27 July 2012 00:00 [Source: ICB]
Dow chemical Q2 profits fall 34% on weak prices
US-based Dow Chemical's second-quarter earnings fell by 34% year on year to $649m ($527m) on 10% lower sales of $14.5bn. Earnings per share of $0.55 came in 9 cents shy of Wall Street estimates. Volumes declined by 1% on an adjusted basis with prices down 5%. Performance plastics sales fell 6% year on year with volumes up 3% and prices down 9%. "World economic activity saw marked deterioration throughout the second quarter, driven primarily by Europe's persistent recessionary conditions," said CEO Andrew Liveris. He added that US economic activity is moderating while activity in China and elsewhere in emerging markets has decelerated. The company will accelerate its cost reduction and efficiency programs, said Liveris.
DuPont Q2 profits down, lowers guidance
US-based DuPont's second quarter net profits were 3.3% lower year on year at $1.19bn (€976m) as its life science and agriculture businesses offset weakness in some industrial and public sector markets. Sales were up 7.2% at $11.0bn on 1% lower volumes and 6% higher prices in local currencies. DuPont saw profits drop by 27.1% in its electronics & communications segment and by 11.2% in safety & protection. DuPont expects full year earnings to be towards the lower end of its previous outlook at $4.20 to $4.40 a share due to macroeconomic and currency uncertainties as well as a higher tax rate.
BP declares force majeure on acetic acid
UK-based BP declared force majeure on acetic acid from a plant in Texas, US, thanks to production issues. The 590,000 tonne/year Texas City plant is operated by BP and owned by US-based Eastman Chemical. BP said in a July 23 letter to customers that it had not received acetic acid from the plant since July 3, and it did not expect to receive any in the near future as a result of production issues. The company cited an unspecified incident on July 20 that involved a Praxair unit that supplies carbon monoxide to the acetic acid plant.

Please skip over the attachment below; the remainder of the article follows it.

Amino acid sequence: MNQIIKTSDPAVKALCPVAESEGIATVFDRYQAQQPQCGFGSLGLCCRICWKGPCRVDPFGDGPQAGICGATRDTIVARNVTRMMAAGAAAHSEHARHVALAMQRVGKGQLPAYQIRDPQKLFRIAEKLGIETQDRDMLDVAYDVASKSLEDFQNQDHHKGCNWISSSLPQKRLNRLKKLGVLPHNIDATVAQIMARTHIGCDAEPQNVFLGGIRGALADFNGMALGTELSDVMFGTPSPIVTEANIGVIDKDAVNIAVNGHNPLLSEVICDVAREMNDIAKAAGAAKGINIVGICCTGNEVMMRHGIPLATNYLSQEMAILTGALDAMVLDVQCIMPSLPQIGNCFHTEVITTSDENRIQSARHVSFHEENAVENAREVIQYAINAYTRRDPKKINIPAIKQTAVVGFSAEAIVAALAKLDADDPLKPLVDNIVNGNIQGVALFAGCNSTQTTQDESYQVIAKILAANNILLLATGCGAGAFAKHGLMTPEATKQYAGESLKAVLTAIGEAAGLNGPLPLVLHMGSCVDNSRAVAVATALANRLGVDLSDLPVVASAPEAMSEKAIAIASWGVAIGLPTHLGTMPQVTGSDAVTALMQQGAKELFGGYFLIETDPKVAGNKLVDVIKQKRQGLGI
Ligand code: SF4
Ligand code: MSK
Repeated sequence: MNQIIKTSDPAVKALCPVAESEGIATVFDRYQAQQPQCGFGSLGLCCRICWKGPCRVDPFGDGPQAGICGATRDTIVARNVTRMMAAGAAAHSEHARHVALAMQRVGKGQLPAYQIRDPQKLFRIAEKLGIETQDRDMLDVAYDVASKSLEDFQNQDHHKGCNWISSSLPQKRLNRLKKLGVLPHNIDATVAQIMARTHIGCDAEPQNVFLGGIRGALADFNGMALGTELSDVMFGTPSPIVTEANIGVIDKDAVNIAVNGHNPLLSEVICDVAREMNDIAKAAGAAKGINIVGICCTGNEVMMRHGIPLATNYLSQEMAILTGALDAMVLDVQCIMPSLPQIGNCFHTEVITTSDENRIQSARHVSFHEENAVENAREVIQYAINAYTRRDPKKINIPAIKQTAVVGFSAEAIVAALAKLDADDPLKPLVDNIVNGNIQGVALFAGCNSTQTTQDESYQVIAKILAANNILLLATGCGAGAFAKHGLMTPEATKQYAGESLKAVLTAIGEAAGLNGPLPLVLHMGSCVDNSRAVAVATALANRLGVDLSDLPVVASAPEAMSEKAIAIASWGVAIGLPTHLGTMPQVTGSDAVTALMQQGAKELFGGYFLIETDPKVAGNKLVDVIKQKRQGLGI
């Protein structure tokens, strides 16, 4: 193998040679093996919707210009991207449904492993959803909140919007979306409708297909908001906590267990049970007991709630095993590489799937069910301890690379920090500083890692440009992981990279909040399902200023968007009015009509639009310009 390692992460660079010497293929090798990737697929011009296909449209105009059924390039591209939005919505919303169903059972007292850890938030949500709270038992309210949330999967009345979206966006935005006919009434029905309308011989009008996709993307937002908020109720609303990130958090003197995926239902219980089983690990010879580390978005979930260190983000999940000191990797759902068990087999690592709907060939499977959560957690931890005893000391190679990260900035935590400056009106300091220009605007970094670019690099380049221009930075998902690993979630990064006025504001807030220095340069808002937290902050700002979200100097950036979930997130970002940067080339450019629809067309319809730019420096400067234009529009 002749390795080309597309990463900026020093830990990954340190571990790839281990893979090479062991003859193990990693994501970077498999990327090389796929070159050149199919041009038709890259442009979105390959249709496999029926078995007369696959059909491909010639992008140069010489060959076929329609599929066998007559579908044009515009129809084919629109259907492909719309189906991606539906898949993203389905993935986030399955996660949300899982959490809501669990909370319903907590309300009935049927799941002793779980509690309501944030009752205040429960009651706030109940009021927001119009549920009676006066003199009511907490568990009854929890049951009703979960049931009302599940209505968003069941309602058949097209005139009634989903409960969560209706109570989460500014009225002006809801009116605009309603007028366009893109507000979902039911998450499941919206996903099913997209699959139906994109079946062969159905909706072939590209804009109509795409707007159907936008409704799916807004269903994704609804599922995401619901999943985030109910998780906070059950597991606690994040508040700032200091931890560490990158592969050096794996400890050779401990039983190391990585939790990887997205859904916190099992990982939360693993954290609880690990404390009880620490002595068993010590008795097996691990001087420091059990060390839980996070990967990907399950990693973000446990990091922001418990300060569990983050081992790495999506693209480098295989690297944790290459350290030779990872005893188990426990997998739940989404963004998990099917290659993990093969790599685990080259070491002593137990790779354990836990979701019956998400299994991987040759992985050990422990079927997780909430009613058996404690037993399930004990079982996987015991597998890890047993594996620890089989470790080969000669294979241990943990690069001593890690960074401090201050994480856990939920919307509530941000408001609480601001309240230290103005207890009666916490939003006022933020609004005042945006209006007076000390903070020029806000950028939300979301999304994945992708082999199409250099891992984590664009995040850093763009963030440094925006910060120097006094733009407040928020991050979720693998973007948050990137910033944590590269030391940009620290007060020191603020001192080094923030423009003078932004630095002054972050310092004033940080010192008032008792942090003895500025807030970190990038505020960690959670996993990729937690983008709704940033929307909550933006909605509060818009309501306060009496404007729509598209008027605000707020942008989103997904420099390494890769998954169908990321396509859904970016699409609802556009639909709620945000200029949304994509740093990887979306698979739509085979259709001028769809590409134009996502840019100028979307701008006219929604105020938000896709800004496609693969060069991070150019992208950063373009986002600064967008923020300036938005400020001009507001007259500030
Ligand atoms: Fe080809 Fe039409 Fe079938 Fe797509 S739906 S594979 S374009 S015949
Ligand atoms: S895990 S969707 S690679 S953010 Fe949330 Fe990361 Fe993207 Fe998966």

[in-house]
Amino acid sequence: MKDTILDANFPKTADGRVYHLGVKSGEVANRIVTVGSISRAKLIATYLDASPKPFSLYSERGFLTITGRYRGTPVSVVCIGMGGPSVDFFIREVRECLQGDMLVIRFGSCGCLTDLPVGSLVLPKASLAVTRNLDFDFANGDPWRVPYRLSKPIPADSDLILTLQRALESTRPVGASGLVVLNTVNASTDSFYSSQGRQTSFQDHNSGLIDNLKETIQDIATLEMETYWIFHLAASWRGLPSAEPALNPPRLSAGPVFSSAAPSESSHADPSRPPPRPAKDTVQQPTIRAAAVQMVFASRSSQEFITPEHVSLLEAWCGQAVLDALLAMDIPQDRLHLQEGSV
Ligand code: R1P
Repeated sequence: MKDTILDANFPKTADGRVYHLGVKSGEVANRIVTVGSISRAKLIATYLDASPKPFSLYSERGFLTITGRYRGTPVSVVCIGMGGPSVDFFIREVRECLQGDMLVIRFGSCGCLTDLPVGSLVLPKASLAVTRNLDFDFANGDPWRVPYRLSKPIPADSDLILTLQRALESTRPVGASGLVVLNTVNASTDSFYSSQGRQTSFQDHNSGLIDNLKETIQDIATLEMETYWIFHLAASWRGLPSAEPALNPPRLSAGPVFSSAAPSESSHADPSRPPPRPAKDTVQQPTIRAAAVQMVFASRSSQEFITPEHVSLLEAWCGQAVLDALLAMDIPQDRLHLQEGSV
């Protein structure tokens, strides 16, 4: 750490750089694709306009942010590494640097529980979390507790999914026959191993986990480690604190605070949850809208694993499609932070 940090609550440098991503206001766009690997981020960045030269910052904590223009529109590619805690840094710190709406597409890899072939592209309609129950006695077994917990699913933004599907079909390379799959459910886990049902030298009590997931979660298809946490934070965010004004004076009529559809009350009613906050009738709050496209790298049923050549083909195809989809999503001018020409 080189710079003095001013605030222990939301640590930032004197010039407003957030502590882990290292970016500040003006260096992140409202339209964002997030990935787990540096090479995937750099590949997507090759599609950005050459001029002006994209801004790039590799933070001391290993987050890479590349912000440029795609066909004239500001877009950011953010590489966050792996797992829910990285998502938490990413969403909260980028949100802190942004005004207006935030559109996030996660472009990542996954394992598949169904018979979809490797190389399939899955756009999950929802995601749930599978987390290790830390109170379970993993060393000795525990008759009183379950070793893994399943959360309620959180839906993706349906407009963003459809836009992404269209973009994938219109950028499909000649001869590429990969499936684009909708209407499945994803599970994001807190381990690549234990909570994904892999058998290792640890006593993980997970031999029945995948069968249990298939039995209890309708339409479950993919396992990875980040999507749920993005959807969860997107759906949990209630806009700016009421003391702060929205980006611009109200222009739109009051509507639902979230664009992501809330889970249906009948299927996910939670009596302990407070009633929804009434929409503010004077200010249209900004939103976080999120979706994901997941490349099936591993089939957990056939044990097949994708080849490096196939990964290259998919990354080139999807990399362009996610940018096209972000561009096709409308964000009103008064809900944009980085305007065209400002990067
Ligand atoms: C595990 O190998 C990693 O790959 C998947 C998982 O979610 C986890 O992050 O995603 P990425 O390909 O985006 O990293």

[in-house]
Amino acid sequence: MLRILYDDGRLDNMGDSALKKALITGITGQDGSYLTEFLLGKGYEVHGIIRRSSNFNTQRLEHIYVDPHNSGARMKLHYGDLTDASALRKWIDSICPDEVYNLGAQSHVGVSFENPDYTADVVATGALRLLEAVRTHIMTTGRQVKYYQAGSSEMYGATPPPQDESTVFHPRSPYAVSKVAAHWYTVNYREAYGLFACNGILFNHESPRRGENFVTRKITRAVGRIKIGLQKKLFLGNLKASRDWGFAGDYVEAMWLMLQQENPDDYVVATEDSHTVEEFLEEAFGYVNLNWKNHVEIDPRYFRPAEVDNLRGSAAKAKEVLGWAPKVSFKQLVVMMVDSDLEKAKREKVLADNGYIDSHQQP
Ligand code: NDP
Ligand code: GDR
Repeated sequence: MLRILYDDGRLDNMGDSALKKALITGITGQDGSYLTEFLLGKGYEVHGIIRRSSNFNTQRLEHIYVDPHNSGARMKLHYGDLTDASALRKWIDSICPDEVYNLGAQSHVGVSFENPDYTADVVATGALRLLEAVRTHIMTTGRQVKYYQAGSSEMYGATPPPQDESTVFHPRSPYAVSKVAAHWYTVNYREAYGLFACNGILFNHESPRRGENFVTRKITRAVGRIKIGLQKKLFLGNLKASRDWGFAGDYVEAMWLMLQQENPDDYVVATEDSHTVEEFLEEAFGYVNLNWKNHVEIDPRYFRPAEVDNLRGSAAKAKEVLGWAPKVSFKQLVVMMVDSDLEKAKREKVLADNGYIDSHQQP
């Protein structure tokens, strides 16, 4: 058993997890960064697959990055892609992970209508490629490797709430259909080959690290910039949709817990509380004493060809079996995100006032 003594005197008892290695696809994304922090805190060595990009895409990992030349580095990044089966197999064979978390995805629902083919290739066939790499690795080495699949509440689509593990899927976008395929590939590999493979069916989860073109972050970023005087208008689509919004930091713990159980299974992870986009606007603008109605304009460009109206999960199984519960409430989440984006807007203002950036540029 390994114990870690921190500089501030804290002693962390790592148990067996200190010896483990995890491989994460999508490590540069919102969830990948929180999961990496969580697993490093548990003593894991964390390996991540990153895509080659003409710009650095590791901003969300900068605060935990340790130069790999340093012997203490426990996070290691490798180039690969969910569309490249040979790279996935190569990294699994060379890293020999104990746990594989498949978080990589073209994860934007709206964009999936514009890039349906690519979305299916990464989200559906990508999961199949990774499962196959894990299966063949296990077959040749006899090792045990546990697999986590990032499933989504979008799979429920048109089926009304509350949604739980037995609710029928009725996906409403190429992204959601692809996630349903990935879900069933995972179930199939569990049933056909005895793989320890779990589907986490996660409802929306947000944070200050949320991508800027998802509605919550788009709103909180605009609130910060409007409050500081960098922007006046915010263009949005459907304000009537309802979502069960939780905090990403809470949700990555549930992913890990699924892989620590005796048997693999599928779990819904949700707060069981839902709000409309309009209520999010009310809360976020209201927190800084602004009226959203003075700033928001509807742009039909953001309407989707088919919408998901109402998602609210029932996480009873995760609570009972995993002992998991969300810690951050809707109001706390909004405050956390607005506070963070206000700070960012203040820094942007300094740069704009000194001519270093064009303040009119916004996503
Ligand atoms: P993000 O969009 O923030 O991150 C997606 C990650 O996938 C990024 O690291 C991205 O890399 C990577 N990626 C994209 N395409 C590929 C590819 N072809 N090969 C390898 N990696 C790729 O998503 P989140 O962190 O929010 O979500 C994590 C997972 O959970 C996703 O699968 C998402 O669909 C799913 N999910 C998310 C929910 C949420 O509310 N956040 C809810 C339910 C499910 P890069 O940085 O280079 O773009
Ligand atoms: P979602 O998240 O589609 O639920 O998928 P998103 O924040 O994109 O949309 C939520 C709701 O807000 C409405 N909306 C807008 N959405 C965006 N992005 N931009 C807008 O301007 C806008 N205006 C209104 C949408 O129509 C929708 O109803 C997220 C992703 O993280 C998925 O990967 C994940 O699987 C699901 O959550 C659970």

NOVA restarts cracker after 45-day turnaround
Canada's NOVA Chemicals has restarted its Joffre E1 cracker in Alberta after a 45-day turnaround. The 726,000 tonne/year facility resumed operations on July 21, a spokesperson said. The unit was taken off line in the first week of June. NOVA has two other crackers in Joffre, one of which is under a partnership with US-based Dow Chemical, with a combined 2.1m tonnes/year of capacity.
CAB indicates further slowing in US economy
A key indicator of US industrial activity and the overall economy was flat in July after falling for three consecutive months, the American Chemistry Council (ACC) said, suggesting a weak second half and slowing exports. The council said that its new chemical activity barometer (CAB) held steady at 88.5 in July, the same reading in June. "July data continue to suggest that broader US economic growth in the second half of 2012 will be weak, while the CAB also suggests a slowing of US exports during the rest of the year," said ACC chief economist Kevin Swift.
Celanese Q2 earnings up by 3%, sales down by 4%
US-based Celanese's second quarter earnings rose 3% year on year to $210m (€174m) while sales declined 4% to $1.68bn on lower pricing in its acetyls intermediate division and unfavorable currency valuations. The current weakened economic environment in Europe and slower growth in Asia also contributed to lower sales.
RIN lawsuit, federal raid hits Fuel Streamers
US-based biofuels trader Fuel Streamers was sued by another company - accusing it of selling phony biofuel credits - before federal agents raided one of its offices last Tuesday. The credits, called Renewable Identification Numbers (RINs), serve as credits for the production and blending of renewable fuels. They are used for compliance purposes under the Renewable Fuels Standard (RFS) regulations of the Environmental Protection Agency (EPA). The company, NIC Holding, alleged that it paid Fuel Streamers and related company Green Diesel almost $257,000 (€211,000) for more than 856,000 RINs. After paying for the RINs, NIC learned that the credits were allegedly fraudulent.